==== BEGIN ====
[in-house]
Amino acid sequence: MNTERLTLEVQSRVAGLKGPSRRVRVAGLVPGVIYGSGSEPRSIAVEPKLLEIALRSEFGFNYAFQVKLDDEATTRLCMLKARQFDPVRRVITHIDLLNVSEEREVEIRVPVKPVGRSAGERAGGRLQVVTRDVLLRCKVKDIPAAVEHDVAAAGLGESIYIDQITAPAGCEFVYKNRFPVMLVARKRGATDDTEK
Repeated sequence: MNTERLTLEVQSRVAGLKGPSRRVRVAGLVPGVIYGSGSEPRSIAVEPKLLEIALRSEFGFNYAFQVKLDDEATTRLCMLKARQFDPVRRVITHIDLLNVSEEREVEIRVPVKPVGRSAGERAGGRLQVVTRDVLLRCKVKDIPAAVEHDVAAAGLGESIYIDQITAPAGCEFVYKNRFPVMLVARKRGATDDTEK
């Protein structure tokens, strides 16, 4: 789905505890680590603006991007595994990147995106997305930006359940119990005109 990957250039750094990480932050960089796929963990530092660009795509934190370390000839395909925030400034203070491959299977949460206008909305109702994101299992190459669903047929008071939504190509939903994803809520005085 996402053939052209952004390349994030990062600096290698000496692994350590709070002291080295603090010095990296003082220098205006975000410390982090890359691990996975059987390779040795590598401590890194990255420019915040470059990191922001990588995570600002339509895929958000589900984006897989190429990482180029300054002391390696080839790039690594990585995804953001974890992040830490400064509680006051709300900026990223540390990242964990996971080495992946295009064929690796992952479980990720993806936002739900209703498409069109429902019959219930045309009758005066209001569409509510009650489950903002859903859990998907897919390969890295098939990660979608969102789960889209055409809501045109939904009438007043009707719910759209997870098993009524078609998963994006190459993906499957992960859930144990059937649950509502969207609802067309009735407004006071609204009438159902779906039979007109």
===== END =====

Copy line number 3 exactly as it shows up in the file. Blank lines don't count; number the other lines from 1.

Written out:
Repeated sequence: MNTERLTLEVQSRVAGLKGPSRRVRVAGLVPGVIYGSGSEPRSIAVEPKLLEIALRSEFGFNYAFQVKLDDEATTRLCMLKARQFDPVRRVITHIDLLNVSEEREVEIRVPVKPVGRSAGERAGGRLQVVTRDVLLRCKVKDIPAAVEHDVAAAGLGESIYIDQITAPAGCEFVYKNRFPVMLVARKRGATDDTEK